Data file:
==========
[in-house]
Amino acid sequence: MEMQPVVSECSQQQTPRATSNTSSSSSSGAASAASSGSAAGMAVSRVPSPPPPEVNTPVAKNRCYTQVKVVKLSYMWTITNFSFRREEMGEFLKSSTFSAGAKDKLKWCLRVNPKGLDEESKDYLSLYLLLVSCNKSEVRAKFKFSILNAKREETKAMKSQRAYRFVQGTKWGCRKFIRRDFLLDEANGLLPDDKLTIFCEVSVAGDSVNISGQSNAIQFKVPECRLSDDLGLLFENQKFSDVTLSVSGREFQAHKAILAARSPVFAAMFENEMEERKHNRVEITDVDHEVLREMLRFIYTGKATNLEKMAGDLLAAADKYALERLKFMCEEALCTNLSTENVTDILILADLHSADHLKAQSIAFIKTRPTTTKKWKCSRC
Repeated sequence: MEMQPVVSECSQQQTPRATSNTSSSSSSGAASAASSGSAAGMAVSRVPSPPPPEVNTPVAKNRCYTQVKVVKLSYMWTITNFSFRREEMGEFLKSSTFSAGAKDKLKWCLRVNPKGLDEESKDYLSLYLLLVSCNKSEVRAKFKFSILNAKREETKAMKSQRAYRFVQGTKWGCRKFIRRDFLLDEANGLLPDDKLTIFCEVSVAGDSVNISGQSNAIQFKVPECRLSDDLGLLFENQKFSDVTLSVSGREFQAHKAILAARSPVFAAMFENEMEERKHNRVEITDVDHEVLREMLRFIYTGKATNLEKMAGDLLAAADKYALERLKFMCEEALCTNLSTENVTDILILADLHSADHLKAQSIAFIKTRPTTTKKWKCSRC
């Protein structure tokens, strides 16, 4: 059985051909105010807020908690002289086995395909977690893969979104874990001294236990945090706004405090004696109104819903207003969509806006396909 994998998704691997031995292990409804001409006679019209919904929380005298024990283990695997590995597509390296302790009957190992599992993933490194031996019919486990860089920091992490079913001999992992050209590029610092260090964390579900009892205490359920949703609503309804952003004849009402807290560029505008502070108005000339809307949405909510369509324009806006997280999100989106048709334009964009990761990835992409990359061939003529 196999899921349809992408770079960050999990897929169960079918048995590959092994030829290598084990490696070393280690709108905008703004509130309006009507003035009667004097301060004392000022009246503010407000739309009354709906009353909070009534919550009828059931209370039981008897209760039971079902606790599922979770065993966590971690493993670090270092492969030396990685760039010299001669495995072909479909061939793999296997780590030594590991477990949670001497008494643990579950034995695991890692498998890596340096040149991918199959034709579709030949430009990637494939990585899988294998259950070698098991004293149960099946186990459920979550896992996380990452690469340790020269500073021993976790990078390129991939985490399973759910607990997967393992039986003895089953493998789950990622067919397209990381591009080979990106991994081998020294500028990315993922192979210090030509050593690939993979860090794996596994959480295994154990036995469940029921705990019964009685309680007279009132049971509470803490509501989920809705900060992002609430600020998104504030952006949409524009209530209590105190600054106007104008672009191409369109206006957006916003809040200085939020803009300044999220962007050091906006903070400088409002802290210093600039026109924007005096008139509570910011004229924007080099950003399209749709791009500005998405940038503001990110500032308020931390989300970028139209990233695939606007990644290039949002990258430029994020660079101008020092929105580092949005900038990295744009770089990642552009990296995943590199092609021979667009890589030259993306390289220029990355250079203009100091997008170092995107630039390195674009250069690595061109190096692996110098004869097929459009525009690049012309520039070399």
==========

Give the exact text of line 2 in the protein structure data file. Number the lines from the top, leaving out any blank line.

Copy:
Amino acid sequence: MEMQPVVSECSQQQTPRATSNTSSSSSSGAASAASSGSAAGMAVSRVPSPPPPEVNTPVAKNRCYTQVKVVKLSYMWTITNFSFRREEMGEFLKSSTFSAGAKDKLKWCLRVNPKGLDEESKDYLSLYLLLVSCNKSEVRAKFKFSILNAKREETKAMKSQRAYRFVQGTKWGCRKFIRRDFLLDEANGLLPDDKLTIFCEVSVAGDSVNISGQSNAIQFKVPECRLSDDLGLLFENQKFSDVTLSVSGREFQAHKAILAARSPVFAAMFENEMEERKHNRVEITDVDHEVLREMLRFIYTGKATNLEKMAGDLLAAADKYALERLKFMCEEALCTNLSTENVTDILILADLHSADHLKAQSIAFIKTRPTTTKKWKCSRC